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PUSHING THE ENVELOPE: BBC RADIO CHATS WITH MICHAEL JOHN LaCHIUSA

We here at R&H are big admirers of classical music journalist and radio correspondent Edward Seckerson, whose BBC-3 radio program, STAGE AND SCREEN, has been a beacon of brilliance to music theatre lovers around the world for the past six-plus years. As we were going to press, it was rumored that the BBC was going to cancel this programthe only in-depth review and examination of the musical theatre on the whole of the BBC Radio network. We certainly hope this rumor proves unfounded.

One of Seckersons programs, first broadcast last September, was an interview with R&H Theatricals Michael John LaChiusa (THE WILD PARTY, MARIE CHRISTINE and now, BERNARDA ALBA), above. A brief excerpt follows:

Edward Seckerson
: Youve won a couple of awards, including the Kleban Foundation Award and the Stephen Sondheim Award as well, all in recognition of you pushing the envelope. You love playing with structural ideas as well, in your shows... you talked about the shape of the songs, but the shows themselves?

Michael John LaChiusa: Well, a song is a close-up... in cinematic terms we have close-ups... and the enjoyment is trying to find a different way to do a close-up. A song really is that, and it really brings us to the character.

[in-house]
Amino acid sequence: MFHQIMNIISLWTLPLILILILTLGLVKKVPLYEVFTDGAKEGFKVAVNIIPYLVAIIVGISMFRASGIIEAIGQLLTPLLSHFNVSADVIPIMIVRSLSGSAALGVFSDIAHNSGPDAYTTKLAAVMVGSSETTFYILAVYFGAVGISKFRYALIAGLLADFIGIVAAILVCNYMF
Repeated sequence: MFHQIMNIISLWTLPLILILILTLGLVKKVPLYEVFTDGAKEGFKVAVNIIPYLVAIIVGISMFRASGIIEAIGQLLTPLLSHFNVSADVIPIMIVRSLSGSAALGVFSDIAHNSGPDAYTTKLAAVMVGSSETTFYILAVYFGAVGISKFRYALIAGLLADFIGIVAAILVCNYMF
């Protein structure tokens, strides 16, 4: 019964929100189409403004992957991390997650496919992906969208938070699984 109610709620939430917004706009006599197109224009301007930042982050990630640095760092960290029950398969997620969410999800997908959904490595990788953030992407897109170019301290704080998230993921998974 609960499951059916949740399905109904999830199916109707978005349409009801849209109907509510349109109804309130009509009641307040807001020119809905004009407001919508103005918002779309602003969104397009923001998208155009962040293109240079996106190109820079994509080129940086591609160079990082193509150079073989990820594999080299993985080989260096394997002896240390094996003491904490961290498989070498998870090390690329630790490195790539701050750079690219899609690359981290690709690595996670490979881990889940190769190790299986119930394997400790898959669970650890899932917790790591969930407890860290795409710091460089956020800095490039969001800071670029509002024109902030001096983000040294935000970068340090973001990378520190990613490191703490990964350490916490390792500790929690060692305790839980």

ES: It seems to me, that of all the musical theatre composers writing today, your shows are the most integrated in terms of all the elements, and its partly because you write words and music. Did any one element come first--did you start with being a wordsmith before you were a composer, or was it more or less simultaneous?

MJL: Thats a good question. My mother always had a lot of music in the house, and loved her shows, and loved songs. So I was always singing at a very early age, and writing; she taught me how to write very, very young. I was also a percussionist, first and foremost. I actually began drums before I began taking piano lessons, and to me thats sort of fundamental when I go into a piece to begin writing, because when youre looking at a character in a situation, for me, I always go for what that heartbeat of that scene is, whats the rhythm of the scene. So rhythm plays a very important role in a lot of my scores.
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